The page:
Step 6 – Create the Name Ranges to Be Used for the Shapes

For this step, we are going to create six name ranges that we will use for the names of our shapes.

This will make it easy for us to change the names of our navigation buttons at any time down the road. Follow the Mini-Steps below to accomplish this task.

A – Select “Sheet6”

Go ahead and select “Sheet6”.

B – Enter in Six Temporary Names

You can enter in these names anywhere you want on the sheet, but for the sake of this example, I will be entering the six names in cells “E4” through “E9”.

Enter in six temporary names in these six cells. (One name per cell.)

C – Select Each Cell and Enter a Named Range for Each

Select cell “E4” and enter in a name in the box shown in the photo below. Then select the “Enter” button on your keyboard.

Repeat this step for the remaining five cells. Be sure to use a different name for each cell.

I will be using the names “button1”, “button2”, etc.

Step 7 – Assign the Names to Each Shape

Now we are going to assign our named ranges to our shapes. This will be make our buttons display the values that we enter into any of our named range cells.

In other words, this will make it easy for us to re-label our navigation buttons at any time in the future.

Follow the series of Mini-Steps below to carry out this task.

A – Assign the Named Range to the Shape

Left click on the top button, and enter in “=” and the first named range in the formula bar at the top of the workbook and hit the “Enter” key.

In our case, we will enter in “=button1”. (See the image below)

B – Repeat for the Remaining Shapes

Repeat this same action for the other shapes. The only difference is that you use the second named range for the second shape, the third named range for the third shape and so on.

C – Format the Shape Text

We finally have all the shapes showing the correct label, but they don’t look very good at all.

To make them look better, format the text of these shapes in the following way:

  • Select all the shapes at once (you do this by holding down the “ctrl” key and clicking on all six shapes)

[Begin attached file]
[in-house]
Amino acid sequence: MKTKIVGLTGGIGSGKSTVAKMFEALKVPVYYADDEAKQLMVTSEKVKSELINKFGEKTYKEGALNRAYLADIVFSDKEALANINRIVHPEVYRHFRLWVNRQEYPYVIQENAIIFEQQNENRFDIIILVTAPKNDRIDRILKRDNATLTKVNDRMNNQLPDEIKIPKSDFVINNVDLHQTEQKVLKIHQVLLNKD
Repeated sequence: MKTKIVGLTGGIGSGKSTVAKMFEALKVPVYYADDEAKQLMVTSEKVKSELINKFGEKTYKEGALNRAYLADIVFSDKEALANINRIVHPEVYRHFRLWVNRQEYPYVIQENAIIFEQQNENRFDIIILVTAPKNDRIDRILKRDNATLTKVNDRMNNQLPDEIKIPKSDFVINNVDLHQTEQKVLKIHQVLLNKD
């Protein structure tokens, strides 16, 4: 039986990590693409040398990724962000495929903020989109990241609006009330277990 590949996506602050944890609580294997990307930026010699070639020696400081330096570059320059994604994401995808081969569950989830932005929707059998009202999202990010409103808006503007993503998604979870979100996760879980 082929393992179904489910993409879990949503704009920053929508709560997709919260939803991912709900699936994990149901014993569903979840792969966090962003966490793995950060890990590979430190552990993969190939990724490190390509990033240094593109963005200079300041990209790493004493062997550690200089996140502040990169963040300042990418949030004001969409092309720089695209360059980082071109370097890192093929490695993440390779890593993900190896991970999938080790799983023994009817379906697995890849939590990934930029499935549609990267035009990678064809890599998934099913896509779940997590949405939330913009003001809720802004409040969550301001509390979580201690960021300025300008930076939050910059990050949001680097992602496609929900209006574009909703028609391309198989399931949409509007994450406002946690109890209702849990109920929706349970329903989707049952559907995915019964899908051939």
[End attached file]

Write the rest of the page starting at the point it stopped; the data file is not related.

• Set the color of the text as shown in the image below

  • Bring the text to the middle and the center

  • Set the font size to 18

We should now have six buttons that look a whole lot better.

Step 8 – Add Hyperlinks to the Six Shapes

Now that we have our six buttons, it’s finally time to add in their navigational ability.

To do this, we will add a hyperlink to each shapes. This will enable the shape to take you to the worksheet you would like to go whenever you click on it.

To add hyperlinks to each shape, follow the process below.

  • Right click on the shape
  • Select “Hyperlink” or “Link”

  • Select “Places in This Document”
  • Click on “Sheet1” (Sheet2 for Button2, etc.)

  • Click “Ok”

Don’t forget to do this for each shape, and be sure to click on each shape to test if it takes you to the correct sheet.

Step 9 – Copy and Paste to All of the Other Sheets

Now that we have six working buttons, we simply need to select all of them at once by clicking each one (remember to hold the “ctrl” key when clicking on all of the shapes).

Right click one more time and select “Copy,” or press Ctrl+C.

Navigate to Sheet2, select cell B3, and press Ctrl+V, or right click and select “Paste”.

Navigate to the other sheets and paste the buttons in the very same fashion.

Step 10 – Highlight the Active Button (Optional)

At this point we have our own fully functional custom navigation system.

However, there is still a little more we can do to add a little more flare to our masterpiece. All we are going to do is highlight the button that represents our “Active Sheet”.

What do I mean by this? I mean, that if we are on Sheet1, we will highlight the first button. If we are on Sheet2, we will highlight the second button, etc.

To create this highlight, all we have to do is modify the format of the active button on each sheet. So on Sheet1, we will right click on the first button and set the Fill Color, Outline Color, and Font Color to those shown below.

For Sheet2, we will do the same thing for the second button. On Sheet3, we will do the same thing for the third button.

We will do this until we’ve got all of the sheets covered.

You Did It!

There you have it! Our own custom built spreadsheet navigation.

If you messed up along the way or just want to check your work to see if you got everything right, you can download the finished product below and take a quick look. I’m sure you did awesome!

Custom Spreadsheet Navigation

Thank you for sticking with me throughout this whole process. I hope you had fun, and even more importantly, I hope you learned something new. And the next time someone complains about spreadsheet navigation, you can show them a much better way!